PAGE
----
U.S. Election 2020: Supreme Court rules census can end early
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The U.S. Supreme Court has ruled the Trump administration can end the 2020 census count before its current deadline. 

Door-to-door counting will end October 15th and completing the census online will end October 16th.

Justice Sonia Sotomayor was the only justice to dissent. 
"The harms associated with an inaccurate census are avoidable and intolerable," she wrote.

The 2020 census became a controversial political topic this election year. The Trump administration cut funding to the Census Bureau. It has attempted to exclude undocumented immigrants and tried repeatedly to end the count ahead of schedule. Earlier this month, a federal judge issued an order stating the census could continue counting through the end of October.

The COVID-19 pandemic also brought unprecedented problems with this year's population count. Coupled with roadblocks from the U.S. government, experts fear the census will be inaccurate and impact communities that already struggle with insufficient resources and representation.

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The goal of the census is to essentially count how many people live in a community. It's done every 10 years, and the data from the count determines how many congressional seats each states get in the House of Representatives and how much federal funding communities receive for education, healthcare and other public services.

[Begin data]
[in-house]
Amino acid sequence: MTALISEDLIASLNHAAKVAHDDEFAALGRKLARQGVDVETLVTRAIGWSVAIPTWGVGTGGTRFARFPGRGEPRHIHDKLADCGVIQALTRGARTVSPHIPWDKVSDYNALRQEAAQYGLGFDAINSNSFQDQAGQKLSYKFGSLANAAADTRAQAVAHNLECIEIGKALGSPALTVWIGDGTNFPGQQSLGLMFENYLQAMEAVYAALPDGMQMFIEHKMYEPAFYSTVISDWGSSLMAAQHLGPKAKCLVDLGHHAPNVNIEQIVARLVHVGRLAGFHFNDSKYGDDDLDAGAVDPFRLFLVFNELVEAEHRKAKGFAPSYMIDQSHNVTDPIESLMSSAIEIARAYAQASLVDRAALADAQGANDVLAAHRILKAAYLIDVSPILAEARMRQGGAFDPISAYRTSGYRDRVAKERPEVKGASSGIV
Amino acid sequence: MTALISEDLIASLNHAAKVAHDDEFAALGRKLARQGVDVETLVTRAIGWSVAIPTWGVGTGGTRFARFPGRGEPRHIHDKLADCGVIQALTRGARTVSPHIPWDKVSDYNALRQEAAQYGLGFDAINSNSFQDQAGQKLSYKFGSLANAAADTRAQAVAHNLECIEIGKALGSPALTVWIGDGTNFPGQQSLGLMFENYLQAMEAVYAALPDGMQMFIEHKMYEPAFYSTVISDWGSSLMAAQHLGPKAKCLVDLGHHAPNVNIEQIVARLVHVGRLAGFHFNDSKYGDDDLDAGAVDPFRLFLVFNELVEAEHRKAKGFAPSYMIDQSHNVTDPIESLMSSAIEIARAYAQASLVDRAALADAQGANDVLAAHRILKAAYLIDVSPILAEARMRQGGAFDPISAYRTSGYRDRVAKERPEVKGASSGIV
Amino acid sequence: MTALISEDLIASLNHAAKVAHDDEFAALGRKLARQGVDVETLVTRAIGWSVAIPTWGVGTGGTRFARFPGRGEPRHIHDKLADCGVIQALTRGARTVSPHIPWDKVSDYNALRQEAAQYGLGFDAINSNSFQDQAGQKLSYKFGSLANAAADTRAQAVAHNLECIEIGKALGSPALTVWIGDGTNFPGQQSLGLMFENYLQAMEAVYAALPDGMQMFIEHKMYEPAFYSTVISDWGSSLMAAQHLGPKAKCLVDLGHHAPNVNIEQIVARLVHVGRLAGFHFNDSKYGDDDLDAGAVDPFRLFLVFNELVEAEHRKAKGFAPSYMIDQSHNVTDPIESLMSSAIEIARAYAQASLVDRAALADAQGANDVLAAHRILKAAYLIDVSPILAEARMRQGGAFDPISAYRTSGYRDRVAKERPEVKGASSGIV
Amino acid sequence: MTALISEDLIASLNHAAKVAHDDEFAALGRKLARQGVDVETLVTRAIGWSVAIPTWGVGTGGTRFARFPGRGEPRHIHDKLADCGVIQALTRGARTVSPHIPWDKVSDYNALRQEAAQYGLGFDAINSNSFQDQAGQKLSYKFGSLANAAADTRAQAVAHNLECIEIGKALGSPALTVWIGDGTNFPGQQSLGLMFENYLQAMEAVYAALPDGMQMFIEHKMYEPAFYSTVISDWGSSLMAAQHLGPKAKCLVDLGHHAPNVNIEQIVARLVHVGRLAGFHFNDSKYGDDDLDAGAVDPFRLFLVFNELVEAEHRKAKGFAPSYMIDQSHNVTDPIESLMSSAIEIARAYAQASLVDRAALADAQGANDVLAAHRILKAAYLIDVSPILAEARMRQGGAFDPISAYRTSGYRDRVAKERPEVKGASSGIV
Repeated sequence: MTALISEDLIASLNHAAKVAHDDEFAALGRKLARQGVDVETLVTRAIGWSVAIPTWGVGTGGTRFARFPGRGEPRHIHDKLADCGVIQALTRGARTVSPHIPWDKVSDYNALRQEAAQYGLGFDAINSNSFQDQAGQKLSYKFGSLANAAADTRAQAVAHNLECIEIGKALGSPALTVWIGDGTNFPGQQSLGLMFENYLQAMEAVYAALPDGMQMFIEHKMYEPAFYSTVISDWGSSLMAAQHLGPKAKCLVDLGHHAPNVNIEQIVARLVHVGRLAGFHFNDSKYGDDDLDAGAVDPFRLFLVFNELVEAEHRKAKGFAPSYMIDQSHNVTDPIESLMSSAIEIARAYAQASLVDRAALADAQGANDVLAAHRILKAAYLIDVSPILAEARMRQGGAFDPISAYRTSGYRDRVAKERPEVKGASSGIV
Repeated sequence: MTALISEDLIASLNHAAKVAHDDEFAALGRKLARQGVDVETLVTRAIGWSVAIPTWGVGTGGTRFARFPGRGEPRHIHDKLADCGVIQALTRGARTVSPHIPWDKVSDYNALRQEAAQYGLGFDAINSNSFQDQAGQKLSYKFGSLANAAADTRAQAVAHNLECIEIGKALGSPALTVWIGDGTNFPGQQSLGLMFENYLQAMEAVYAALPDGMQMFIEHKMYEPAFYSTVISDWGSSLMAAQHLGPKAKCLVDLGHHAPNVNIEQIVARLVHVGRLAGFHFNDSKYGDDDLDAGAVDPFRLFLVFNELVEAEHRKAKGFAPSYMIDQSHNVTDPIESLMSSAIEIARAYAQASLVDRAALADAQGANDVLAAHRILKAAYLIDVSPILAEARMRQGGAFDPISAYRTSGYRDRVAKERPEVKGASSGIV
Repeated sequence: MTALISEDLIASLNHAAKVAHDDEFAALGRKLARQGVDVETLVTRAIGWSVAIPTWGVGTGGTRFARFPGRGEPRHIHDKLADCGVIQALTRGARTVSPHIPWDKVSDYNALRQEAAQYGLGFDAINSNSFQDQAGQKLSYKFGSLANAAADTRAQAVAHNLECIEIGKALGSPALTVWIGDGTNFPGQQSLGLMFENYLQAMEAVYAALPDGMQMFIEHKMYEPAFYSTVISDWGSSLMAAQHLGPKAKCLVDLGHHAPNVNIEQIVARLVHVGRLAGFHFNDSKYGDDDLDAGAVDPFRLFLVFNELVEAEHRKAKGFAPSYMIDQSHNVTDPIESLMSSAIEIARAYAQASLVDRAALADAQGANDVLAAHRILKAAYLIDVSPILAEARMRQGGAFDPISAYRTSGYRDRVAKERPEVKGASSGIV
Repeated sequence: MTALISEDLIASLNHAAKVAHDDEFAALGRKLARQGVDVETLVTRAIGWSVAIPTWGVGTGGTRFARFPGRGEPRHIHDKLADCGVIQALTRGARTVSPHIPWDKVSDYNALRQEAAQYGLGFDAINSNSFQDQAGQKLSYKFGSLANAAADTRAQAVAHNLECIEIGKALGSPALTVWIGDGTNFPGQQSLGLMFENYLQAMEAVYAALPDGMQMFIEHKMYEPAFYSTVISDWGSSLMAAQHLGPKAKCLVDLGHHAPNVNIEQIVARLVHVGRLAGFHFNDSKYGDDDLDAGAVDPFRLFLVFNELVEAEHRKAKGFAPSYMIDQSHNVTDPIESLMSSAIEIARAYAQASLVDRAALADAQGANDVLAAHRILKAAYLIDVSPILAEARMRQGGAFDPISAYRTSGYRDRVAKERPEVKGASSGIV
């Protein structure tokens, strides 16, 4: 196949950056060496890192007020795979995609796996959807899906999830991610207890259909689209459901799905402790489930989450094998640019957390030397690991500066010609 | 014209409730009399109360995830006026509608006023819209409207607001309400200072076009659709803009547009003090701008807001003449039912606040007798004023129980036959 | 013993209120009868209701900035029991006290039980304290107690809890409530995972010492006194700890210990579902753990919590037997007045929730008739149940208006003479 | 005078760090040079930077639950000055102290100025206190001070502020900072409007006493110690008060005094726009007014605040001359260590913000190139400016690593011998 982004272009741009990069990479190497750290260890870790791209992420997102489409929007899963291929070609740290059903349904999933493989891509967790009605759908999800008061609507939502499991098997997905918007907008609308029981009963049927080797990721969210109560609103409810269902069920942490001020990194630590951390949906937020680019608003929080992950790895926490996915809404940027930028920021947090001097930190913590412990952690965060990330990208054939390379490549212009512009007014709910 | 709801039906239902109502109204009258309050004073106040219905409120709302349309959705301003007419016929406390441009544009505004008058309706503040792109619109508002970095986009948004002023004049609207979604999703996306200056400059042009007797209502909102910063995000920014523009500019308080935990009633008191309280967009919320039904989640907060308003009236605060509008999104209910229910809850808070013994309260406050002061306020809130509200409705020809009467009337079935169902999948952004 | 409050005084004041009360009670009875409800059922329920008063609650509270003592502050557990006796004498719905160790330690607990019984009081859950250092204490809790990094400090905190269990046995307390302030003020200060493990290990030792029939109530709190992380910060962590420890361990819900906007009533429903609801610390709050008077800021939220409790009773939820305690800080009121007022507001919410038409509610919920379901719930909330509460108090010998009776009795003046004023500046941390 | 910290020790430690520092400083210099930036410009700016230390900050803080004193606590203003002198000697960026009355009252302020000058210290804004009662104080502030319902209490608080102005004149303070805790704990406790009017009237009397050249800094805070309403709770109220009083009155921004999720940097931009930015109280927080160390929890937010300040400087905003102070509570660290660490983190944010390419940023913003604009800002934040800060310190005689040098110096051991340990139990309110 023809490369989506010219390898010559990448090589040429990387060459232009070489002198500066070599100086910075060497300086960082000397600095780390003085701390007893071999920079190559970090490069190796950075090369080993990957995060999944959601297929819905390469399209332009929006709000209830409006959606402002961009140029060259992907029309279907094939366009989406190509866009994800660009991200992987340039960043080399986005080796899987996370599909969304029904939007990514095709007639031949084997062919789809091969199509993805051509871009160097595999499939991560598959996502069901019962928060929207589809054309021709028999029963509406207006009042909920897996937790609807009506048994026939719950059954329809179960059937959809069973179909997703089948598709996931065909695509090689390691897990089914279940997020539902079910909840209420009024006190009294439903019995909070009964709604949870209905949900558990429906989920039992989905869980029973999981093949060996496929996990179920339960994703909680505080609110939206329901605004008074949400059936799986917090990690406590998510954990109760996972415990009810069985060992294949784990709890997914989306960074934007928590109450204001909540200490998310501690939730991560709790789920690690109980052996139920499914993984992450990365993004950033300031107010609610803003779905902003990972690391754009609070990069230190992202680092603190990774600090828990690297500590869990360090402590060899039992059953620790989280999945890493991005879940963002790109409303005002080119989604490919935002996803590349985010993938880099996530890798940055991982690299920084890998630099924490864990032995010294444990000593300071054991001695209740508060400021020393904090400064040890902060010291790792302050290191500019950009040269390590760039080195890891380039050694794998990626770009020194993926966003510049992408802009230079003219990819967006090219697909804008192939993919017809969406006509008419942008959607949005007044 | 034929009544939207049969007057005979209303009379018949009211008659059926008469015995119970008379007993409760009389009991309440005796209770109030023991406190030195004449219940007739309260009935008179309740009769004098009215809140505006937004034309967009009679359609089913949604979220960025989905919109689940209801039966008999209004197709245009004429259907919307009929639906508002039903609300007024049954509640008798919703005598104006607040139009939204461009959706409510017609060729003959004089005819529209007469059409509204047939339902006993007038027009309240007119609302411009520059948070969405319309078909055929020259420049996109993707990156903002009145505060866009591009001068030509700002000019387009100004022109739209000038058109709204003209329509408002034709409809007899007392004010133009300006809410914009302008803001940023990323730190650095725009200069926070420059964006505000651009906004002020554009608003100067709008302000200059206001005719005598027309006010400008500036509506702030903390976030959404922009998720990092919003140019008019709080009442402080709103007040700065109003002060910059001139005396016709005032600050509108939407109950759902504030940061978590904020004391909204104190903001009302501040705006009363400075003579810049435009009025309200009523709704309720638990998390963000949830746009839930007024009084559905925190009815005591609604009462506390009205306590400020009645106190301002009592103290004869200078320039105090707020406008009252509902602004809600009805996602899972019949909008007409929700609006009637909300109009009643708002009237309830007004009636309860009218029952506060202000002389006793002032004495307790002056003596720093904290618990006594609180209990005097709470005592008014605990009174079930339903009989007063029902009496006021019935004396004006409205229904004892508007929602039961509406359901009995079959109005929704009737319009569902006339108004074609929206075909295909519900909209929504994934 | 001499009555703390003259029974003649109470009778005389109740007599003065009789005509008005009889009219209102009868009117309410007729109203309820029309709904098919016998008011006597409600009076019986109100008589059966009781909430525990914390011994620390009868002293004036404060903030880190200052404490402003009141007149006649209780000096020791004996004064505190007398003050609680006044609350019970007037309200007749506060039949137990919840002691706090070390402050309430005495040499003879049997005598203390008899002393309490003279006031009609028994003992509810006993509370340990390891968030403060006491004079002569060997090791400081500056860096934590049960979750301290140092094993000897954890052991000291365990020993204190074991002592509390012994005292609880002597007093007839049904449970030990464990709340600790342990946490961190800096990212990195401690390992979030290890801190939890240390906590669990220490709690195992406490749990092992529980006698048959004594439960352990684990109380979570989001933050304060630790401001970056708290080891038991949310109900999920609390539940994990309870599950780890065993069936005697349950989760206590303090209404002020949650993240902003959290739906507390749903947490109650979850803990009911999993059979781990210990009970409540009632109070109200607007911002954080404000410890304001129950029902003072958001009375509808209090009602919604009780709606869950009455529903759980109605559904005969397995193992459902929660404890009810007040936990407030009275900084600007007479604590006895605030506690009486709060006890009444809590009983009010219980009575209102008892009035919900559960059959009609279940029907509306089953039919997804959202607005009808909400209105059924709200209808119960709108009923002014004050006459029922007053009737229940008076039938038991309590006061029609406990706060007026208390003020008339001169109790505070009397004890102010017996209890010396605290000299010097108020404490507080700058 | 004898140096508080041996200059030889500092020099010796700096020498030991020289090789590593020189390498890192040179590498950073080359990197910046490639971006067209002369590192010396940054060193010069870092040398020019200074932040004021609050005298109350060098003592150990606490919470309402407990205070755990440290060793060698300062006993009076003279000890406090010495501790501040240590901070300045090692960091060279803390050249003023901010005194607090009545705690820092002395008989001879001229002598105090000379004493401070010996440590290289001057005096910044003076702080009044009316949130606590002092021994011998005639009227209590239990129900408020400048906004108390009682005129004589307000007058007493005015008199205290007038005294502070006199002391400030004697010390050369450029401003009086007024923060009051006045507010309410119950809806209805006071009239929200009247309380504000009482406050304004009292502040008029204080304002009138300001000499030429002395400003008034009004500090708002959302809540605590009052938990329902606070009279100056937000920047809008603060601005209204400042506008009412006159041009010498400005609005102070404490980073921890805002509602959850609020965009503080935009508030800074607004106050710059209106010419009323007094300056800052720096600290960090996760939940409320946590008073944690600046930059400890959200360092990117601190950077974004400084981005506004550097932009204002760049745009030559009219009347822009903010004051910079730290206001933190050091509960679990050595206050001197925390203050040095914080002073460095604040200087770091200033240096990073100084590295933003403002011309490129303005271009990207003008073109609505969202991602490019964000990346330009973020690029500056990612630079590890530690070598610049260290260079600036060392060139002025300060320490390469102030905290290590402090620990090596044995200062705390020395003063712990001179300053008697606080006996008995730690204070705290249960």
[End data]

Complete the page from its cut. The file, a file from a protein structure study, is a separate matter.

By ending it early, the New York Times reports, White House officials could use that data to their advantage.

Minority groups and poor and young people who move frequently are often left out of the census or undercounted because they can be difficult to reach. These groups tend to live in urban areas that are often represented by Democrats. Ending the census early could deepen an undercount and "dilute" Democratic political representation, according to the New York Times.

Because of COVID-19, the Census Bureau had previously received extensions for completing the count and turning in results. 

The deadline for finishing was pushed from the end of July to the end of October.

In its push to end the count early, the Trump administration argued the Bureau would need to stop counting immediately so it could make the legal deadline of December 31 for delivering results to the president. The Trump administration would have the data needed to control representation in Congress, no matter who wins the presidential election.

With the Supreme Court ruling, experts are not only concerned with undercounting and the politicization of the census but also an increase in distrust toward the bureau. Some are questioning the quality of this year’s results and whether they can be trusted. 

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